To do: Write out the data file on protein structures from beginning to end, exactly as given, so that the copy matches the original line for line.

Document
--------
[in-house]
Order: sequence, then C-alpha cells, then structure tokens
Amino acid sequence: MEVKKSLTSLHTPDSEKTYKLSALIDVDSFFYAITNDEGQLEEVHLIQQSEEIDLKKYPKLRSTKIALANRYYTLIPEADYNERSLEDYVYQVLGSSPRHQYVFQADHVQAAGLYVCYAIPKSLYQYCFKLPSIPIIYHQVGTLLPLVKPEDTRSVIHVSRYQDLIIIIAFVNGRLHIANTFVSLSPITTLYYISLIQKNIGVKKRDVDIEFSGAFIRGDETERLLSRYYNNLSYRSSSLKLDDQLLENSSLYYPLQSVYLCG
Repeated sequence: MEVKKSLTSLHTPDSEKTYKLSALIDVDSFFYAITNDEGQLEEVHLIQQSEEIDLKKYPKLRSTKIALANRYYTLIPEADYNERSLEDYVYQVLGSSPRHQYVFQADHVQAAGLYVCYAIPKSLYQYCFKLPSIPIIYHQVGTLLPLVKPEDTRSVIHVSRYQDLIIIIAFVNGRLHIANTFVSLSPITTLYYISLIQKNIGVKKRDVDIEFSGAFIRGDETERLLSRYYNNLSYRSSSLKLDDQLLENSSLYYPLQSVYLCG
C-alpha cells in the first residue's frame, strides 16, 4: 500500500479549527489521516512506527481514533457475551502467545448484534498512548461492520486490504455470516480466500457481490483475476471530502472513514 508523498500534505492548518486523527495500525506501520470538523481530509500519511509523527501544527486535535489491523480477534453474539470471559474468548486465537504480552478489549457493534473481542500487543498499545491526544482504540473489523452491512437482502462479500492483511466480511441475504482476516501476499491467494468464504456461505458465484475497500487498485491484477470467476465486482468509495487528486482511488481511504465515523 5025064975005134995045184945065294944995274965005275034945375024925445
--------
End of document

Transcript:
[in-house]
Order: sequence, then C-alpha cells, then structure tokens
Amino acid sequence: MEVKKSLTSLHTPDSEKTYKLSALIDVDSFFYAITNDEGQLEEVHLIQQSEEIDLKKYPKLRSTKIALANRYYTLIPEADYNERSLEDYVYQVLGSSPRHQYVFQADHVQAAGLYVCYAIPKSLYQYCFKLPSIPIIYHQVGTLLPLVKPEDTRSVIHVSRYQDLIIIIAFVNGRLHIANTFVSLSPITTLYYISLIQKNIGVKKRDVDIEFSGAFIRGDETERLLSRYYNNLSYRSSSLKLDDQLLENSSLYYPLQSVYLCG
Repeated sequence: MEVKKSLTSLHTPDSEKTYKLSALIDVDSFFYAITNDEGQLEEVHLIQQSEEIDLKKYPKLRSTKIALANRYYTLIPEADYNERSLEDYVYQVLGSSPRHQYVFQADHVQAAGLYVCYAIPKSLYQYCFKLPSIPIIYHQVGTLLPLVKPEDTRSVIHVSRYQDLIIIIAFVNGRLHIANTFVSLSPITTLYYISLIQKNIGVKKRDVDIEFSGAFIRGDETERLLSRYYNNLSYRSSSLKLDDQLLENSSLYYPLQSVYLCG
C-alpha cells in the first residue's frame, strides 16, 4: 500500500479549527489521516512506527481514533457475551502467545448484534498512548461492520486490504455470516480466500457481490483475476471530502472513514 508523498500534505492548518486523527495500525506501520470538523481530509500519511509523527501544527486535535489491523480477534453474539470471559474468548486465537504480552478489549457493534473481542500487543498499545491526544482504540473489523452491512437482502462479500492483511466480511441475504482476516501476499491467494468464504456461505458465484475497500487498485491484477470467476465486482468509495487528486482511488481511504465515523 5025064975005134995045184945065294944995274965005275034945375024925445